‘I think you know what those conversations with the doctors were telling us,’ Talley said. ‘I have little problem sharing what has happened to me, but it is very difficult to talk or write about Jenny. Jenny’s problems have ripped my heart and soul out and run them through a meat grinder over and over again.’
‘She is still with us, after 5 surgeries. She has an internal shunt to keep pressures under control,’ said Talley. ‘They wanted her to be at least 5 years old for brain development before the cancer treatments. After she reached age 5, she has gone through tons of Chemo and radiation.’
Talley still considers himself a winner. He loves Jeanne, his wife of 30 years, and his two great daughters, Julie and Jennifer. He is proud of the pleasant home he built for his family.
He has been able to travel some. He has seen the Grand Canyon, Niagara Falls, and rode the elevator in the St Louis arch. He visited Dallas, Texas, and about half the States in our great country. He went to Canada, and went to Aruba with his wife in 1994.
He has worked at Cunningham Inc. for 30 years. He progressed from drafting to Project Manager to Division Manager, and he is now the Vice President. One of his projects won the Associated Builders and Contractors National Award of Excellence. Cunningham Inc. now does around $10 to $14 million in work each year.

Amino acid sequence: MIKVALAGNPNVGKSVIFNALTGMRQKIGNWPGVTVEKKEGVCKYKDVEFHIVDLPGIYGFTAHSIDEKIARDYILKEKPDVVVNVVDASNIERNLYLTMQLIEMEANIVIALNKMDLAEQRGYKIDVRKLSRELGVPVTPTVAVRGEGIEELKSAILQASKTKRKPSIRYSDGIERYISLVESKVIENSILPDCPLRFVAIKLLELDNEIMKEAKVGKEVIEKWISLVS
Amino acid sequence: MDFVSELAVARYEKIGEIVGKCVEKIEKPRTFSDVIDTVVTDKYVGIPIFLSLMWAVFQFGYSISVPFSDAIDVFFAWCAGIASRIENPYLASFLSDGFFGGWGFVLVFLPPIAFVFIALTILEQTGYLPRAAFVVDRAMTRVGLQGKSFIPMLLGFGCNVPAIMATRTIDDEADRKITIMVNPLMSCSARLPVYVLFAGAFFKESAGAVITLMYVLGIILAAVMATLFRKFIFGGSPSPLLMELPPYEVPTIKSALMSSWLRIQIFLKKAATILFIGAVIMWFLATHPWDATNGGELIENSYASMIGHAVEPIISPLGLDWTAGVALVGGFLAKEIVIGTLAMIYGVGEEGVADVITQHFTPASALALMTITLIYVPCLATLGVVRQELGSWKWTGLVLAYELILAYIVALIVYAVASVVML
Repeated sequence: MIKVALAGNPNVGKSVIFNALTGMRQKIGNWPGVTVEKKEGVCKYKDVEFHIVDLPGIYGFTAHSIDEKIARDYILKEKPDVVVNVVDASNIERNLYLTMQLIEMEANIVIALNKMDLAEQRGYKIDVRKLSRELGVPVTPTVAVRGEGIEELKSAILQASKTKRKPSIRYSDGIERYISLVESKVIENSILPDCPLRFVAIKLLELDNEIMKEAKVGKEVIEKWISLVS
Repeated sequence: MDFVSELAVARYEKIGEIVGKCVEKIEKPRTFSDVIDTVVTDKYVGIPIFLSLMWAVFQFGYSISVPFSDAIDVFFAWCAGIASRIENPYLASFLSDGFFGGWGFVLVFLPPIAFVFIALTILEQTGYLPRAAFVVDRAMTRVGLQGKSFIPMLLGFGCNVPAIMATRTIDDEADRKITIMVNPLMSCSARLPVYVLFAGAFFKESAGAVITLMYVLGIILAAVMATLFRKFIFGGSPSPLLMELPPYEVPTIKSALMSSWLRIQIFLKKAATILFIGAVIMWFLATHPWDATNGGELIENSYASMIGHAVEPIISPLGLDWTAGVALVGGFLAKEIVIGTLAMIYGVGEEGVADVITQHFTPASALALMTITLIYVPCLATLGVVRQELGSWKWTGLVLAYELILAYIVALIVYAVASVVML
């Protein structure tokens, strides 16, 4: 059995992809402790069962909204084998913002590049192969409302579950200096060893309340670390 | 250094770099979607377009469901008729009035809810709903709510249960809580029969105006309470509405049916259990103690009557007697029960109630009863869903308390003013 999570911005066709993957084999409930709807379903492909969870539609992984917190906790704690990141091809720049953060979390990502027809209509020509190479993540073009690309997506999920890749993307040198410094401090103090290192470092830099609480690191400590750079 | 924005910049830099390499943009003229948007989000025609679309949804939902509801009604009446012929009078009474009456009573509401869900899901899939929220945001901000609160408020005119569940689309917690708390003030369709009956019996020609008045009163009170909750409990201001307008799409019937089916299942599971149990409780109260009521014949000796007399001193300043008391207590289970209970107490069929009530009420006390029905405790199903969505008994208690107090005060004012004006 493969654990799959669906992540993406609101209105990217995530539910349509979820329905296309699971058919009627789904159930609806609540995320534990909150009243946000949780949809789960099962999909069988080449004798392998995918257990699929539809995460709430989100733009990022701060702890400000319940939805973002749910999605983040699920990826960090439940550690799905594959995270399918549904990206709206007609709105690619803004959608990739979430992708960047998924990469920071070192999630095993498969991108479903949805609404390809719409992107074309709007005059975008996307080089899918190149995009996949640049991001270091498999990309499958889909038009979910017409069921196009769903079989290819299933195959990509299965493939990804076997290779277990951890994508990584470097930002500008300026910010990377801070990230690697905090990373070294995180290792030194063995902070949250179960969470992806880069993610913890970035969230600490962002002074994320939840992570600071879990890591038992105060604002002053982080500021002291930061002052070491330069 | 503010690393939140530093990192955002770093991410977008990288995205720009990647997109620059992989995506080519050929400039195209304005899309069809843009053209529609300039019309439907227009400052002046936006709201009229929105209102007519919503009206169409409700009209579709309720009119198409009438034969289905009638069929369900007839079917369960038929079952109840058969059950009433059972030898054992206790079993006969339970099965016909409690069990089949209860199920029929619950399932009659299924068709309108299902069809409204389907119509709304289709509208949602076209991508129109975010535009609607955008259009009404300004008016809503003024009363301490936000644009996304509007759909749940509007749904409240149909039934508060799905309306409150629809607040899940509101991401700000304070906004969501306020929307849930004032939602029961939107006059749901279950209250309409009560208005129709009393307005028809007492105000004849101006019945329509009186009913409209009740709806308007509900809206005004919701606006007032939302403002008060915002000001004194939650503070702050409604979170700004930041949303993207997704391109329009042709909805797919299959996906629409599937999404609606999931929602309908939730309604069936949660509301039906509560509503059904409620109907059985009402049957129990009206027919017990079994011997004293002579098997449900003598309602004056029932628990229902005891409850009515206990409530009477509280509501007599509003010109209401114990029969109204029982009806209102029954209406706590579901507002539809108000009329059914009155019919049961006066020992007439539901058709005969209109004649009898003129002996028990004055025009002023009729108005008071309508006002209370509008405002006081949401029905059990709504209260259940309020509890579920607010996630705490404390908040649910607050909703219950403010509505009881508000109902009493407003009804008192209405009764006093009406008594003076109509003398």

Marty Long, Senior Vice President of the company (recently retired), said, ‘John is a unique fellow. I first got to know John when he was doing drafting work. We decided we needed a better way to estimate, and John said he could put that into a program. He sat down and wrote a program that helped the company an awful lot.’
‘John is a tremendous problem solver. You can give him a task to do, walk away and he will take care of it. Very intelligent, he has an analytical mind. He can make a large problem small, and come up with an answer to the problem.’
‘He has had a lot of adversity, but he’s a key person in the organization and has been for a long time. He’s had a tremendous influence on our company.’
‘Many people have not had these opportunities and many have met the end of their health battles far earlier than I,’ Talley said. ‘I have seen many in the hospitals over the years that have it so much worse than me, and I have always known I could be in a lot worse shape.’
‘We are all headed for the same end of this game. No one gets out alive,’ said Talley. ‘So pack as much as you can into the time you have. Try to leave a little bit of a mark on the world to prove you were here.’
Brighter Horizons for Hodgkin Lymphoma Patients
By Heather L. Van Epps, PhD
Published December 21, 2011